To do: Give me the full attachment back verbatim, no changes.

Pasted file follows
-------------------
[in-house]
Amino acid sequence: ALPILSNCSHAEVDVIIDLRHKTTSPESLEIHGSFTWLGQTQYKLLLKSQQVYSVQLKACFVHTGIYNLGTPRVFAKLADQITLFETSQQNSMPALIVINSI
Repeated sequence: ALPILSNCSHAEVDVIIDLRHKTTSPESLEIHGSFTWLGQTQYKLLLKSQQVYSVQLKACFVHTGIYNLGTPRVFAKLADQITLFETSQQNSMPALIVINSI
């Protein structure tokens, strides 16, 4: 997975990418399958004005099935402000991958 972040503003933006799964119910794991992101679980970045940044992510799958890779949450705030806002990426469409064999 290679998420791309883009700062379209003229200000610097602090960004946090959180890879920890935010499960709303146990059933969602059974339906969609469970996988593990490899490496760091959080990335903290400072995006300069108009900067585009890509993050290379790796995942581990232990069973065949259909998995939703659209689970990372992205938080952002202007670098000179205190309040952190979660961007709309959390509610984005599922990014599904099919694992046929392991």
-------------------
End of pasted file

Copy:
[in-house]
Amino acid sequence: ALPILSNCSHAEVDVIIDLRHKTTSPESLEIHGSFTWLGQTQYKLLLKSQQVYSVQLKACFVHTGIYNLGTPRVFAKLADQITLFETSQQNSMPALIVINSI
Repeated sequence: ALPILSNCSHAEVDVIIDLRHKTTSPESLEIHGSFTWLGQTQYKLLLKSQQVYSVQLKACFVHTGIYNLGTPRVFAKLADQITLFETSQQNSMPALIVINSI
């Protein structure tokens, strides 16, 4: 997975990418399958004005099935402000991958 972040503003933006799964119910794991992101679980970045940044992510799958890779949450705030806002990426469409064999 290679998420791309883009700062379209003229200000610097602090960004946090959180890879920890935010499960709303146990059933969602059974339906969609469970996988593990490899490496760091959080990335903290400072995006300069108009900067585009890509993050290379790796995942581990232990069973065949259909998995939703659209689970990372992205938080952002202007670098000179205190309040952190979660961007709309959390509610984005599922990014599904099919694992046929392991």